The United Nations is in the midst of figuring out the procedure for international action in the event of an asteroid catastrophe — and NASA's OSIRIS-REx mission, due for launch to asteroid Bennu in 2016, may help astronomers develop strategies for diverting a potentially threatening space rock. But for now, the big challenge is to identify and characterize near-Earth objects on a timely basis. The fact that 2013 TV135 was discovered only after last month's close encounter demonstrates how far we have yet to go.
Nukes or not, asteroid defense is an international issue well worth contemplating: A space rock that's 1,300 feet (400 meters) wide could destroy a region or set off a huge tsunami if there were a direct hit. The asteroid that caused a meteor blast over Russia earlier this year, injuring more than 1,600 people, was a mere 17 meters (54 feet) wide when it hit Earth's atmosphere.
A potentially catastrophic asteroid has been discovered by astronomers, who say there’s a slim chance that the 410-meter-wide minor planet will crash into Earth in 2032, creating a blast 50 times greater than the biggest nuclear bomb.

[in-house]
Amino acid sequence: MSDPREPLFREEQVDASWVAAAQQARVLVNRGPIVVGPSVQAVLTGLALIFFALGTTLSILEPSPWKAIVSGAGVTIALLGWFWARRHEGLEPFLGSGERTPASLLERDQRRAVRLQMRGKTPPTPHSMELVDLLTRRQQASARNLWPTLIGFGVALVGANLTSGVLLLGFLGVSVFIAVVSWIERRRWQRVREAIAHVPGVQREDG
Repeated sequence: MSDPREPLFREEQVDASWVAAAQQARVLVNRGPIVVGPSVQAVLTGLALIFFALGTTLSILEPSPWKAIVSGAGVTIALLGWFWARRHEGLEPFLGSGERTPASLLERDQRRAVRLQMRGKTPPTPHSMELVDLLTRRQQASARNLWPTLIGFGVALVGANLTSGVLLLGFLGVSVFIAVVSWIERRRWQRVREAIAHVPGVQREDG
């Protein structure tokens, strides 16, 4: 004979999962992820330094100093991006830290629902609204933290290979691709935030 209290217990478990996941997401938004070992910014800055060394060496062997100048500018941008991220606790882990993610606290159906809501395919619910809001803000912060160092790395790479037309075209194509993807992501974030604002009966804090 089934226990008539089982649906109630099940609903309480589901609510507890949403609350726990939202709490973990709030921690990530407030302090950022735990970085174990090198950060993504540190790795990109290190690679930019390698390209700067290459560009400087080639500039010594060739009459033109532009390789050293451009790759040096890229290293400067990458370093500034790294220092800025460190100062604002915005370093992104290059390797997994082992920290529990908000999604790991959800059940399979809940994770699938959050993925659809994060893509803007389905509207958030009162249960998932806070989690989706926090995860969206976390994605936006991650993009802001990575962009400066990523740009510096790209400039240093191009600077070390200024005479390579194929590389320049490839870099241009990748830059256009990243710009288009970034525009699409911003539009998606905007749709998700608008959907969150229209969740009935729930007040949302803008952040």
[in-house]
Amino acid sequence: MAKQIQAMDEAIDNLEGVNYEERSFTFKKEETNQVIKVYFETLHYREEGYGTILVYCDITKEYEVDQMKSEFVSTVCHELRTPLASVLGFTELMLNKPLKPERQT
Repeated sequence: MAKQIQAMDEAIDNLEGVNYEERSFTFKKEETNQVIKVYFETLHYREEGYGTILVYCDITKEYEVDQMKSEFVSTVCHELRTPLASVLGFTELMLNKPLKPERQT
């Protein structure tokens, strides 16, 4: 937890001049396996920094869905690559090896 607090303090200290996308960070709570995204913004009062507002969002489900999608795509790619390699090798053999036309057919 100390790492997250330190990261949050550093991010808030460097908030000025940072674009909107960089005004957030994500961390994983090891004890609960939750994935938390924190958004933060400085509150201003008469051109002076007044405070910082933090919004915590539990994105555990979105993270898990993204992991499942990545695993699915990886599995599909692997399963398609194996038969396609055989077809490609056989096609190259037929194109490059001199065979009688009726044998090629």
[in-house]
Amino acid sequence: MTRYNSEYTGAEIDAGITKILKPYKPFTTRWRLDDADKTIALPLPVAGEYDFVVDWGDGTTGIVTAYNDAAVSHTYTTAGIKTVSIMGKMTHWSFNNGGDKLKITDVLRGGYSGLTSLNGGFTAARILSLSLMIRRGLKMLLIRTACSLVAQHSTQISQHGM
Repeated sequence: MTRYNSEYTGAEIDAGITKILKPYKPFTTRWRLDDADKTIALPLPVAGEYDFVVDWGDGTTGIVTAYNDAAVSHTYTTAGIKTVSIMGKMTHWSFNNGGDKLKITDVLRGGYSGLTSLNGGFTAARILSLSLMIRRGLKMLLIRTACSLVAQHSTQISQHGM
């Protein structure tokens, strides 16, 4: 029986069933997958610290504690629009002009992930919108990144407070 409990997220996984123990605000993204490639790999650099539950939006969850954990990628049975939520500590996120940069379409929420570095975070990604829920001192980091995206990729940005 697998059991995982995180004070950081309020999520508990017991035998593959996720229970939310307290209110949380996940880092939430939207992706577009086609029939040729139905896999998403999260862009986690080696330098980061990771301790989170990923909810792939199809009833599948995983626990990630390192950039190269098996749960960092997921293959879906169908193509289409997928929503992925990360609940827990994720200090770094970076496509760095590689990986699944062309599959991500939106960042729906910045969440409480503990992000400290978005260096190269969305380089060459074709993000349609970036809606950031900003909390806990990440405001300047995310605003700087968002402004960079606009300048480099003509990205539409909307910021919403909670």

The asteroid, described as 2013 TV135, was found in the Camelopardalis (Giraffe) constellation by the Crimean Astrophysical Observatory in southern Ukraine, the Minor Planet Center of the International Astronomers Union said.
“On the night of October 12, I was watching the Giraffe constellation, it was an in-depth monitoring as part of the comet search program,” Gennady Borisov from the Crimean Astrophysical Observatory told Itar-Tass news agency. “This is when the asteroid… was discovered. The first observations show that it moves quickly and is relatively close.”